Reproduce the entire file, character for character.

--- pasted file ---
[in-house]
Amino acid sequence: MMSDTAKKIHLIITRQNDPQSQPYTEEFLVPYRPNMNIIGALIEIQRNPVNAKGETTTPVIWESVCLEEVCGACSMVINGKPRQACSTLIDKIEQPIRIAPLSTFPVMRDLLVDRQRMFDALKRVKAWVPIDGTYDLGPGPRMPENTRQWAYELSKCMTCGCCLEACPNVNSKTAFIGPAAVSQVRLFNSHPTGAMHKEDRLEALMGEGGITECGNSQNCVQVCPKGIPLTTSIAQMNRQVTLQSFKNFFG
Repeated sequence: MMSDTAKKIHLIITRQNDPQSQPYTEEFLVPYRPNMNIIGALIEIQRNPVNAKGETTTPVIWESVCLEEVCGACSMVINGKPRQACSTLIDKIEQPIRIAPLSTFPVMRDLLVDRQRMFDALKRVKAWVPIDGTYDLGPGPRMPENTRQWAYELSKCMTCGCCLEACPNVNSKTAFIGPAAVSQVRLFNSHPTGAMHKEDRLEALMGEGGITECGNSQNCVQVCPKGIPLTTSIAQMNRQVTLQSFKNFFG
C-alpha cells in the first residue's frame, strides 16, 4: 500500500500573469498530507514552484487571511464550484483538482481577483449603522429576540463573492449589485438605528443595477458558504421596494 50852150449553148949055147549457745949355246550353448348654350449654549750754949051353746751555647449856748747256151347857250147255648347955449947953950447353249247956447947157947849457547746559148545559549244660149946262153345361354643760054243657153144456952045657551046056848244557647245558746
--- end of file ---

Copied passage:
[in-house]
Amino acid sequence: MMSDTAKKIHLIITRQNDPQSQPYTEEFLVPYRPNMNIIGALIEIQRNPVNAKGETTTPVIWESVCLEEVCGACSMVINGKPRQACSTLIDKIEQPIRIAPLSTFPVMRDLLVDRQRMFDALKRVKAWVPIDGTYDLGPGPRMPENTRQWAYELSKCMTCGCCLEACPNVNSKTAFIGPAAVSQVRLFNSHPTGAMHKEDRLEALMGEGGITECGNSQNCVQVCPKGIPLTTSIAQMNRQVTLQSFKNFFG
Repeated sequence: MMSDTAKKIHLIITRQNDPQSQPYTEEFLVPYRPNMNIIGALIEIQRNPVNAKGETTTPVIWESVCLEEVCGACSMVINGKPRQACSTLIDKIEQPIRIAPLSTFPVMRDLLVDRQRMFDALKRVKAWVPIDGTYDLGPGPRMPENTRQWAYELSKCMTCGCCLEACPNVNSKTAFIGPAAVSQVRLFNSHPTGAMHKEDRLEALMGEGGITECGNSQNCVQVCPKGIPLTTSIAQMNRQVTLQSFKNFFG
C-alpha cells in the first residue's frame, strides 16, 4: 500500500500573469498530507514552484487571511464550484483538482481577483449603522429576540463573492449589485438605528443595477458558504421596494 50852150449553148949055147549457745949355246550353448348654350449654549750754949051353746751555647449856748747256151347857250147255648347955449947953950447353249247956447947157947849457547746559148545559549244660149946262153345361354643760054243657153144456952045657551046056848244557647245558746